|dc.description.abstract||Many subjugated Asian women have been overwhelmed and expunged by their traumatic
ordeals, and yet many have emerged triumphant despite inconceivable odds to proclaim their
tragic narratives, even as they undergo great trials and suffering. Such desperate struggles beg
the question: “What sustainable ideologies embraced by these women helped them to transcend
the intensity of their perpetrators’ harshest and at times inhumane treatment?” This study
investigates the nature of women oppression, at the intersections of racism and sexism
represented by three respective Asian protagonists, and their corresponding narratives:
Pramoedya Ananta Toer’s concubine, in This Earth of Mankind, Nora Okja Keller’s sex slave in
Comfort Woman, and Maxine Hong Kingston’s depreciated daughter in The Woman Warrior.
The investigation is two-fold: understanding the nature of oppressive systems and
documenting these women’s evolving “survivor ideologies.” While the socio-historical
methodology is employed to understand the machinations of repressive systems, the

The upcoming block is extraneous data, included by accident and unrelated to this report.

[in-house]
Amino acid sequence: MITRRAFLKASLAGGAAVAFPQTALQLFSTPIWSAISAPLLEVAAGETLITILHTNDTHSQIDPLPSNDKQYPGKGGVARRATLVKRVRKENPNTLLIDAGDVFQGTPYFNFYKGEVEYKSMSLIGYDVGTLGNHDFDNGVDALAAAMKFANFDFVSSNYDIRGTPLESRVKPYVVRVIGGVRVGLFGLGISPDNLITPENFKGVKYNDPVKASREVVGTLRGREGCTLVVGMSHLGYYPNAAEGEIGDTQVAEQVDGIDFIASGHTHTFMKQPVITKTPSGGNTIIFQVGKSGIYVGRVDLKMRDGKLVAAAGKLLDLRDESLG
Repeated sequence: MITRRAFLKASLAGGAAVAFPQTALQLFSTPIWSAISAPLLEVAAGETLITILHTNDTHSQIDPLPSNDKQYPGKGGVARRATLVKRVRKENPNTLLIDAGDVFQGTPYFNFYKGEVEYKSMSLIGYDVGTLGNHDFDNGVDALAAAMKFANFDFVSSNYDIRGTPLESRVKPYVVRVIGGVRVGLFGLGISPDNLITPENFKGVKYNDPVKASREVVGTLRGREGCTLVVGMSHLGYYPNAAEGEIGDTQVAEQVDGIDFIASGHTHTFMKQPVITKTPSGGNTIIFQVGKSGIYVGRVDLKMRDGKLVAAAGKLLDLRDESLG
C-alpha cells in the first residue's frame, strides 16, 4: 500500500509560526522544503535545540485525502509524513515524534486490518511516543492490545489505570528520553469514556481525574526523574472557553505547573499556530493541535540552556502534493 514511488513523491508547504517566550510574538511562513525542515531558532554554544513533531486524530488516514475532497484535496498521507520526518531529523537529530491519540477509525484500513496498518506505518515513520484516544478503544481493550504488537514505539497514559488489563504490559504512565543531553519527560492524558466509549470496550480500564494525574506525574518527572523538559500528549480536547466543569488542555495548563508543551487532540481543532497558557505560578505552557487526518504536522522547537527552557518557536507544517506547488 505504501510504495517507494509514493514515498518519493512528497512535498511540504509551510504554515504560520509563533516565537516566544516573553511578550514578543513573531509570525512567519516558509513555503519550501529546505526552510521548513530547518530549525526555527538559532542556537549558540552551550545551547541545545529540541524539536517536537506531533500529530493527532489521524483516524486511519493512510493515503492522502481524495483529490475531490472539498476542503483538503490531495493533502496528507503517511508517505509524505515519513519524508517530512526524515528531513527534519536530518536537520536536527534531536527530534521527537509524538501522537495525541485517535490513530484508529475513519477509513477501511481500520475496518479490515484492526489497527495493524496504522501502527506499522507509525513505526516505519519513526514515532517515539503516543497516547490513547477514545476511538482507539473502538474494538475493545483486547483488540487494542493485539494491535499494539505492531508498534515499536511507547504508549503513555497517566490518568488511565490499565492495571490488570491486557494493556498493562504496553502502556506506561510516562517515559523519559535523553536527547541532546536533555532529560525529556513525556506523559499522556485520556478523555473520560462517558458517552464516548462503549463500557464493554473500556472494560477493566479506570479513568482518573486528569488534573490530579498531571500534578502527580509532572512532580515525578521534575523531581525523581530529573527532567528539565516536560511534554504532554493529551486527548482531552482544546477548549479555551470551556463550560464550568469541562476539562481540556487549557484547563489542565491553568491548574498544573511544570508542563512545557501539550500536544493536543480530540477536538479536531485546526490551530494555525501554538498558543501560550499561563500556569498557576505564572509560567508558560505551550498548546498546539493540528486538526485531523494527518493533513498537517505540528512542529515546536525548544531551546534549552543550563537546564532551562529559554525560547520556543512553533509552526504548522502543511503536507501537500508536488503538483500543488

psychoanalytical approach is adopted to explore the psychology of patriarchy and trauma.
Finally, the autobiographical process is used to understand evolving cultural hybridity.
The investigation reveals resilient “survivor ideologies” of the concubine’s transforming
accomplishments, the “comfort woman’s” affirming intersubjectivity, and the “woman
warrior’s” defining selfhood. The study also implicates societies’ collusion with hegemonic
powers and/or monolithic ideologies, and societies’ perpetuation of oppressive tyrannies.
Although oppressive systems such as patriarchy are anachronistic in 21st century modern
societies, yet vestiges of traditional repressions are metastasizing into such modern day cousins
as pornography, illiteracy, and abject poverty that continue to perpetuate a woman’s subjugation.||en_US